Friday, June 29, 2012

Cinema Verde Award

Mad City Chickens has been awarded Cinema Verde’s Most Engaging for 2012. Thanks! Environmental films can be depressing, so it's a welcome change to have a more -light-hearted approach.

Deep Green won Best in Show at Cinema Verde Environmental Film and Arts Festival; Confessions of an EcoTerrorist took the Audience Choice award. I loved it.

The Cinema Verde Film and Arts Festival has released the list of names and award winners for films included in the 2012 film festival, with Deep Green receiving the Best in Show award.

During the eight day festival, hundreds of attendees participated in an eco-fair, art walk, art exhibits, premiere Vintage Verde fashion show, and a multitude of films presented at Villa East, thanks to Cinema Verde’s generous sponsors, Celebrations Catering and Sound Ideas, which provided a state-of-the-art audio system.  

Directed, produced, and written by Matt Briggs, Deep Green is a 57-minute solutions oriented documentary exhibiting the best worldwide applications in energy efficiency, green building, de-carbonizing transportation, sustainable agriculture, renewable energy, smart grids, and forest restoration. Mr. Briggs joined us in Gainesville for the screening of Deep Green on the final night of Cinema Verde 2012, and while in town he visited with several classes at area middle schools. “I impacted more than 500 people through the schools,” Briggs said, very pleased. “I gave each student a copy of my film and asked them to make sure to pass it along to another person when they’ve watched it.” 

Peter Brown, Director of Audience Choice award winner Confessionsof an Eco-Terrorist, also visited Cinema Verde, on hand for the VIP Reception Opening Night and staying for three days so he could speak with audiences following the film’s screening. He also visited the student group Gators Going Green at the University of Florida. “These college guys are my biggest fans,” said the star of Whale Wars, a television series much like the film, documenting the escapades of the Sea Shepherd vessels that troll the seas protecting wildlife from greedy poachers.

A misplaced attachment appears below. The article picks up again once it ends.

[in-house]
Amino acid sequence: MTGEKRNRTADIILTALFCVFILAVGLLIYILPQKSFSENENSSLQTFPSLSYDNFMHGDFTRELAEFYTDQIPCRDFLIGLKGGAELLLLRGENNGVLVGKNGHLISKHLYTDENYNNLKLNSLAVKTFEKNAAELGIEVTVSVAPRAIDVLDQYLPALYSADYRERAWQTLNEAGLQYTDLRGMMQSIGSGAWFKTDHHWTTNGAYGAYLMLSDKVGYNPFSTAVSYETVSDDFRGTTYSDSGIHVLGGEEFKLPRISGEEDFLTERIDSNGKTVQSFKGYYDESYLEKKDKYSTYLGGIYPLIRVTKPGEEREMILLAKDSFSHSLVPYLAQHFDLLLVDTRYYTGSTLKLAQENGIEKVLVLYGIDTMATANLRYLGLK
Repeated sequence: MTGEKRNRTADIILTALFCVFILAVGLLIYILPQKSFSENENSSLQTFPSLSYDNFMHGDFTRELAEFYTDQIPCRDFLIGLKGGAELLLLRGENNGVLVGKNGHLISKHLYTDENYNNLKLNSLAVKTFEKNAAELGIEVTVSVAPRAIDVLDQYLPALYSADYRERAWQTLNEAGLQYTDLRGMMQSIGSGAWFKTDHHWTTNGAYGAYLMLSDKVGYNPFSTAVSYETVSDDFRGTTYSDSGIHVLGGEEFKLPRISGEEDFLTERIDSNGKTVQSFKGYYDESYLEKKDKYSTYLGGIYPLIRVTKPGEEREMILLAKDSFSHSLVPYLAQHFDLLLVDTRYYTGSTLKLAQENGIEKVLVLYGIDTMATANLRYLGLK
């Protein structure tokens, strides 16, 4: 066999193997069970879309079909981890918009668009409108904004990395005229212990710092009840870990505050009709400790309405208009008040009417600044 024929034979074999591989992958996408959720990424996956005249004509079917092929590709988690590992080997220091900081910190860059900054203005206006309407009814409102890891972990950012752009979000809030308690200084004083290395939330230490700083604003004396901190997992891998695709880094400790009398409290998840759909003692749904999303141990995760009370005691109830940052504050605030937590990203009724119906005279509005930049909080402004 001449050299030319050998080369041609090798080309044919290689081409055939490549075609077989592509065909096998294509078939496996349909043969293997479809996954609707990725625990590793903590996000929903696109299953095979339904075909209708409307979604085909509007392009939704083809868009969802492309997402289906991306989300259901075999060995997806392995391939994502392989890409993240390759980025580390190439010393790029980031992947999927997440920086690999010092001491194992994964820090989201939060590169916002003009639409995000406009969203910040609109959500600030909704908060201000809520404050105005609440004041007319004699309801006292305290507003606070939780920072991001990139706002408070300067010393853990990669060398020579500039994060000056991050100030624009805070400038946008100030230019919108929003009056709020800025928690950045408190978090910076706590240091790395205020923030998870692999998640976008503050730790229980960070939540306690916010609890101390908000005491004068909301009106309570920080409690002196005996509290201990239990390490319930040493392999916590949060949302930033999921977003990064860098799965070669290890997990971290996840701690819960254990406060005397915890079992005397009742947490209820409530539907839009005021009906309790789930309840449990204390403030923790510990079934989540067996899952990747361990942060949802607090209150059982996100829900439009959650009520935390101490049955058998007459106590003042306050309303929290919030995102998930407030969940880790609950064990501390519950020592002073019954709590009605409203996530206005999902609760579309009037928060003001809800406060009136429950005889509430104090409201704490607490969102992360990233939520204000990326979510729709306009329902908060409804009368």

A complete list of the Cinema Verde Award winners follows and trailers of the awarded films can be viewed at our website.

Tuesday, June 26, 2012

4th of July events

Pat Foreman will be at Monticello for the 50th Naturalization ceremonies held annually on 4th of July,. What a treat that must be for the participants, who become United States citizens in this historic location! One of the members of the first group to enjoy that honor will be a guest at this year's ceremonies.

Jefferson kept chickens, ducks, Guinea fowl, peacocks, pigeons, geese, and turkeys at Monticello. There's an interesting exchange posted from letters Jefferson sent to his grand daughter, Ellen Wayles Randolph Coolidge, about the bantams he sent her. Their correspondence documents her saga in raising them:

"By Davy I send you a pair of Bantam fowls; quite young: so that I am in hopes you will now be enabled to raise some. I propose on their subject a question of natural history for your enquiry: that is whether this sis the Gallina Adrianica, or Adria, the Adsatck cock of Aristotle? For this you must examine Buffon etc."

The bantams in question were probably some kind of Old English Games, very frequently found on Colonial farms.

Monday, June 25, 2012

4th of July with the Chicken Whisperer

I plan to talk about Frank Reese receiving the American Treasures Award for his work with heritage breeds on Andy Schneider's Chicken Whisperer radio program tomorrow, June 26. The Culinary Experience will be held on the 4th of July and the award will be officially presented that evening.